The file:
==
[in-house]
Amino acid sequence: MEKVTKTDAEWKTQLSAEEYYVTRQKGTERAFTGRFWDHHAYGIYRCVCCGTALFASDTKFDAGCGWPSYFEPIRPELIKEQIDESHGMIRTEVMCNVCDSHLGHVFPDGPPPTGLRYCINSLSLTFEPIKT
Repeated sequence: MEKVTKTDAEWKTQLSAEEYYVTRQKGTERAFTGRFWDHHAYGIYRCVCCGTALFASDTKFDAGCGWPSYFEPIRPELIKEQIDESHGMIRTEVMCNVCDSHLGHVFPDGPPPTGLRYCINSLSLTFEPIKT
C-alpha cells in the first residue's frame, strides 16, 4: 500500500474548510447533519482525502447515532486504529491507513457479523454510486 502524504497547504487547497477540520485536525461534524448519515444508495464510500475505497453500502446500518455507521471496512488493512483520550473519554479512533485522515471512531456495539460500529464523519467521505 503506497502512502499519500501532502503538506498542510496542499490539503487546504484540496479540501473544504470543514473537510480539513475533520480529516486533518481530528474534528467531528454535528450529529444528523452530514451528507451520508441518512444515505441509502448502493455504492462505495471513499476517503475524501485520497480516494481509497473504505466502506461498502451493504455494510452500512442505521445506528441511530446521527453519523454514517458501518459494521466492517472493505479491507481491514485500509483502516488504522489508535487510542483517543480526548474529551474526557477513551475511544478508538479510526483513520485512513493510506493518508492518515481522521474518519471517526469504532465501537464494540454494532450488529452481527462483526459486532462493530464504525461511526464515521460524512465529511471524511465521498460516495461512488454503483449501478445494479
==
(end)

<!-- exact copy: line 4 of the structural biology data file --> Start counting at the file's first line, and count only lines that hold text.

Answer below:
C-alpha cells in the first residue's frame, strides 16, 4: 500500500474548510447533519482525502447515532486504529491507513457479523454510486 502524504497547504487547497477540520485536525461534524448519515444508495464510500475505497453500502446500518455507521471496512488493512483520550473519554479512533485522515471512531456495539460500529464523519467521505 503506497502512502499519500501532502503538506498542510496542499490539503487546504484540496479540501473544504470543514473537510480539513475533520480529516486533518481530528474534528467531528454535528450529529444528523452530514451528507451520508441518512444515505441509502448502493455504492462505495471513499476517503475524501485520497480516494481509497473504505466502506461498502451493504455494510452500512442505521445506528441511530446521527453519523454514517458501518459494521466492517472493505479491507481491514485500509483502516488504522489508535487510542483517543480526548474529551474526557477513551475511544478508538479510526483513520485512513493510506493518508492518515481522521474518519471517526469504532465501537464494540454494532450488529452481527462483526459486532462493530464504525461511526464515521460524512465529511471524511465521498460516495461512488454503483449501478445494479